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Graphics cards. They’re probably the most important part of a gaming computer, but one of the major problems is what graphics card you should buy. There are tons of different graphics cards at a wide range of budgets, and today, we’re going to look at the best cards for your money. There are two questions you should ask yourself while looking through this list: How much am I looking to spend and what games do I want to play? Here are the Best Graphics Cards for Oct. 2014.

Let’s start with the lowest cost and work our way up. All the cards will be based on their performance against the other cards in their price bracket.

<$100 – R7 260

This GPU is a very good value card. It’s essentially a rebrand of the Radeon 7790, but it comes with the good things that the high end Hawaii GPUs have, such as TrueAudio and Freesync support (when it comes out). This is a good card for someone who wants to play light 1080p games, but the card can play games like Battlefield on low settings at 720p or maybe 1080p. It’s a good card for anyone who wants to get into PC gaming and maybe only has a store bought PC.

$100-140 – GTX 750Ti

The GTX 750Ti is another good card for people with a store bought PC like an HP or Gateway and want some more gaming capability. A great thing about the GTX 750Ti is that some of them don’t need external power, and can pull their power from the PCI-Express slot. It can even run Battlefield 4 on low-medium settings with 30+ FPS. It’s a great card at this price point.

$140-180 – R9 270

The R9 270 is a really good card. It’s the first card that most games will run very well at 1080p, and can easily allow you to boost up the graphics settings. It’s a good card for this price point, and overclocks like crazy. plus, it comes with great cooling, and can be whisper quiet under load.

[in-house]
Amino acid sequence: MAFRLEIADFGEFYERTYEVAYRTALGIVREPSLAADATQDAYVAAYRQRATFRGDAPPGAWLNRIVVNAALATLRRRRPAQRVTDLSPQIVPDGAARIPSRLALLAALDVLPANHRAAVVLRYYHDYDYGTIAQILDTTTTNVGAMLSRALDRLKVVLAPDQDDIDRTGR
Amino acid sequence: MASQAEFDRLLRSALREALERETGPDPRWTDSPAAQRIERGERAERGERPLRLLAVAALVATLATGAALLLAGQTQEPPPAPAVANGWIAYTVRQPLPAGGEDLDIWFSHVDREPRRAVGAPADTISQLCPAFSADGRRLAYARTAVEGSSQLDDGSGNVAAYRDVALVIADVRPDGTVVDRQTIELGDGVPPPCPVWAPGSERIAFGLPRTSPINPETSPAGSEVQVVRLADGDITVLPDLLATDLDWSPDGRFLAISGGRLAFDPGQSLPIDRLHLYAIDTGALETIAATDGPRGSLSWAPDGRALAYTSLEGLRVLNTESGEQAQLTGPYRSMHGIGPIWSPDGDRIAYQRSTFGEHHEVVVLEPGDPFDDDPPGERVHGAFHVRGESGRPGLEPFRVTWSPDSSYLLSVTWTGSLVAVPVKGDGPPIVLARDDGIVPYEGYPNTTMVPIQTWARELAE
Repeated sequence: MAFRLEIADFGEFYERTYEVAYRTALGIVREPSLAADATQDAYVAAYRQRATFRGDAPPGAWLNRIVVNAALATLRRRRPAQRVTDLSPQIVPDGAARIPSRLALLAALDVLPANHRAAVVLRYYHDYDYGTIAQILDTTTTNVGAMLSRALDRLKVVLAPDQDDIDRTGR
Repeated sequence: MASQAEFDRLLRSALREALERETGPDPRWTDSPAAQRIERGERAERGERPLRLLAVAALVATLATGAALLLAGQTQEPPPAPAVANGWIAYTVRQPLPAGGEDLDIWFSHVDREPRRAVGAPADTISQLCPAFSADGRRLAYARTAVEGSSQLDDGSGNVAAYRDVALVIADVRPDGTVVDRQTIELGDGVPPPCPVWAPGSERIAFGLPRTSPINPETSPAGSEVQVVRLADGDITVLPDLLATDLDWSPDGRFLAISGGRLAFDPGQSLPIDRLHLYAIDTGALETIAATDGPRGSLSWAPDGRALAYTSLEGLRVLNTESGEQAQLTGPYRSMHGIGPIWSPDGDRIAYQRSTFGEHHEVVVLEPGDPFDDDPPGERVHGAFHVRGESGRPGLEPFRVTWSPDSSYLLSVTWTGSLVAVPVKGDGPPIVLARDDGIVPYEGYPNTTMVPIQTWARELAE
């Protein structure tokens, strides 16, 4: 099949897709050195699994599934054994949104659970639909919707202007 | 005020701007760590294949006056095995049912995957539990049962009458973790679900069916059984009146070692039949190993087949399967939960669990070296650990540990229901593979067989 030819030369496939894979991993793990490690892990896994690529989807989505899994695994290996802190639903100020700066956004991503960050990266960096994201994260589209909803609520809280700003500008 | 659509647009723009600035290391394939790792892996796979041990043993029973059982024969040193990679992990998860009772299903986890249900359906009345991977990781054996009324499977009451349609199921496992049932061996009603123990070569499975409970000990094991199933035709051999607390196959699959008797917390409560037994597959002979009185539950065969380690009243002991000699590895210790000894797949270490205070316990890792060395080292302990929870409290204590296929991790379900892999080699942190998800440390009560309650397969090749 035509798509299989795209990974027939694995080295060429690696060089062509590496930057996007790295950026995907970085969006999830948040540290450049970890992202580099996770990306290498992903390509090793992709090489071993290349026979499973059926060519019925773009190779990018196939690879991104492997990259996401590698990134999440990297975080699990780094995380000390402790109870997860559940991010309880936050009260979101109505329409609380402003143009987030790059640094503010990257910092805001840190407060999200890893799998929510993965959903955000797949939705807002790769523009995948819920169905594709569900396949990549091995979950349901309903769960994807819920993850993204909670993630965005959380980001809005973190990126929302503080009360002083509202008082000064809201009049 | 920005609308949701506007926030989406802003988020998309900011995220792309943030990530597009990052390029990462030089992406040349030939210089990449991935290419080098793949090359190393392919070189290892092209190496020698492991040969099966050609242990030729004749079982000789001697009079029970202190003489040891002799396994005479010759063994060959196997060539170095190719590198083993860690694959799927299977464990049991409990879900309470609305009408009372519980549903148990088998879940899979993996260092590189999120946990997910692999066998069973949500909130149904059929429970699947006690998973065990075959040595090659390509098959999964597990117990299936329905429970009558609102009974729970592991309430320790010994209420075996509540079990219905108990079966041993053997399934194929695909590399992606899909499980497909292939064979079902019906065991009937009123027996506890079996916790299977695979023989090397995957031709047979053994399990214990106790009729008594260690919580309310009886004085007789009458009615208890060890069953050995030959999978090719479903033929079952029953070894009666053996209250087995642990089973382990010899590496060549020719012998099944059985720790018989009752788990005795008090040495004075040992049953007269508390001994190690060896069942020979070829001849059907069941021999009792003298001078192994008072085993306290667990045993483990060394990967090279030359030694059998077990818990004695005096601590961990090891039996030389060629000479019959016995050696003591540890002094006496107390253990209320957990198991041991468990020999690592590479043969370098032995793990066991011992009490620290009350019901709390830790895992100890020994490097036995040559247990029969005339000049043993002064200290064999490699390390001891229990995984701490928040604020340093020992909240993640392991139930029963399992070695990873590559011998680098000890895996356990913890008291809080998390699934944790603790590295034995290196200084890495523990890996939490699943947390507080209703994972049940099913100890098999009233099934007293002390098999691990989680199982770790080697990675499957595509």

R9 280

Gigabyte Windforce R9 280

$180-220 – R9 280

The R9 280 is probably the best card you can get for around $200. It comes with 3GB of RAM, some really awesome coolers, and can really be pushed in the overclock. It is also significantly more powerful than the competition at this price point, and should definitely be considered for people with 1440p monitors.

$220-260 – R9 285

The R9 285 is a bit puzzling. While it is the replacement for the R9 280, it lowers the amount of VRAM to 2GB, but also lowers the power draw. You’d have to weigh the options a bit, but I think if you want to save money in the long run, the R9 285 is a good contender.

$260-300 – GTX 770

The GTX 770 is a really good card. It practically destroys most games on 1080p, even on ultra settings, and since it recently got a price drop, you can find them for pretty cheap compared to what they used to cost. If you like Green, the GTX 770 is highly recommend for less than $300.

$300-340 GTX 970

The GTX 970 is one of the new cards Nvidia recently released. It uses the same Maxwell architecture as the 750Ti, meaning it will be low power. In fact, it’s probably the lowest power that Nvidia has ever had one of their flagship cards at, pulling just a 145W TDP. That’s just insane! That’s less than the $140 R9 270! Easily one of the most interesting cards on this list, and it can overclock like crazy. It’s crazy how it’s just 80% of the power of the GTX 980.

Now, I could keep going, but I found that between $340 and $550 the only card worth a damn is the GTX 970. So we’re not going to keep going through all of the cards, just to hear the same thing.

GTX_980

EVGAGTX 980 ACX

>$500 but <$1000 – GTX 980

The GTX 980 is Nvidia’s new flagship. It’s a crazy good card, and it also has the Maxwell architecture. It has a 165TDP. Just let that sink in for a minute. That is just insane for a flagship card. Plus, you get overclock ability, so you can get even more power from the card. It’s the best card between $500 and $1000, and should be considered for enthusiast builds.

>$1000 – R9 295×2

It’s a dual GPU card. With a water cooler. Only for the extreme enthusiasts.

 

So, there you have it, all the best cards in their price point. There’s a nice mix of Nvidia and AMD. Nvidia is dominant of the higher end graphics card area, while AMD definitely pulls the most punches in the budget area. So if you’re looking for a new GPU, set your budget, and shop around. You might find something great.


Ben Kuyt

Gamer, Computer geek, Musician, Writer. Favourite series are Star Fox, Halo, Battlefield, and Forza. My last name is pronounced kite. Or kout, for the European Football fans.